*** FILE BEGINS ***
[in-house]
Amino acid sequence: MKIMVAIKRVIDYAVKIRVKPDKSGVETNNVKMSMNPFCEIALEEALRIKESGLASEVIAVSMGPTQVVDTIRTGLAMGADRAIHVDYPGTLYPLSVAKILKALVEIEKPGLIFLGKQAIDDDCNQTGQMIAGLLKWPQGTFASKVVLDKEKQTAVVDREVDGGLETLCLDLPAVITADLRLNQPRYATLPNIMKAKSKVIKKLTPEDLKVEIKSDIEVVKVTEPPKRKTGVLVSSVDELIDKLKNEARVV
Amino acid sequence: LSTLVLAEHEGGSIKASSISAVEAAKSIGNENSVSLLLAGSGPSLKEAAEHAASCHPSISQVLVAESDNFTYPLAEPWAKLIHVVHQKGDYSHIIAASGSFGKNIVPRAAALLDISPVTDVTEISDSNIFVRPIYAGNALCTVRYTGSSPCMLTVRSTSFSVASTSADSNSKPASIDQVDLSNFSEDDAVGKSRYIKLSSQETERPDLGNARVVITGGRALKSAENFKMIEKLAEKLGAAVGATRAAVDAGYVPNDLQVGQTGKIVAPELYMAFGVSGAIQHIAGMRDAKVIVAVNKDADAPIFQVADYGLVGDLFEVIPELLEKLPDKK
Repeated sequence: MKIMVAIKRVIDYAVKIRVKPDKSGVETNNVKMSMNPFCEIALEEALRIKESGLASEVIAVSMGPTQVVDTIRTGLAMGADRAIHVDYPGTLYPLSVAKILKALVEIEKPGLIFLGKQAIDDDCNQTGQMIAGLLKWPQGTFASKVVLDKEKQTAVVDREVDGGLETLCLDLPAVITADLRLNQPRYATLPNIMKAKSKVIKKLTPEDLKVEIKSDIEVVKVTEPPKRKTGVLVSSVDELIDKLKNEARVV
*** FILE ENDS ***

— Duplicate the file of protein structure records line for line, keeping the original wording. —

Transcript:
[in-house]
Amino acid sequence: MKIMVAIKRVIDYAVKIRVKPDKSGVETNNVKMSMNPFCEIALEEALRIKESGLASEVIAVSMGPTQVVDTIRTGLAMGADRAIHVDYPGTLYPLSVAKILKALVEIEKPGLIFLGKQAIDDDCNQTGQMIAGLLKWPQGTFASKVVLDKEKQTAVVDREVDGGLETLCLDLPAVITADLRLNQPRYATLPNIMKAKSKVIKKLTPEDLKVEIKSDIEVVKVTEPPKRKTGVLVSSVDELIDKLKNEARVV
Amino acid sequence: LSTLVLAEHEGGSIKASSISAVEAAKSIGNENSVSLLLAGSGPSLKEAAEHAASCHPSISQVLVAESDNFTYPLAEPWAKLIHVVHQKGDYSHIIAASGSFGKNIVPRAAALLDISPVTDVTEISDSNIFVRPIYAGNALCTVRYTGSSPCMLTVRSTSFSVASTSADSNSKPASIDQVDLSNFSEDDAVGKSRYIKLSSQETERPDLGNARVVITGGRALKSAENFKMIEKLAEKLGAAVGATRAAVDAGYVPNDLQVGQTGKIVAPELYMAFGVSGAIQHIAGMRDAKVIVAVNKDADAPIFQVADYGLVGDLFEVIPELLEKLPDKK
Repeated sequence: MKIMVAIKRVIDYAVKIRVKPDKSGVETNNVKMSMNPFCEIALEEALRIKESGLASEVIAVSMGPTQVVDTIRTGLAMGADRAIHVDYPGTLYPLSVAKILKALVEIEKPGLIFLGKQAIDDDCNQTGQMIAGLLKWPQGTFASKVVLDKEKQTAVVDREVDGGLETLCLDLPAVITADLRLNQPRYATLPNIMKAKSKVIKKLTPEDLKVEIKSDIEVVKVTEPPKRKTGVLVSSVDELIDKLKNEARVV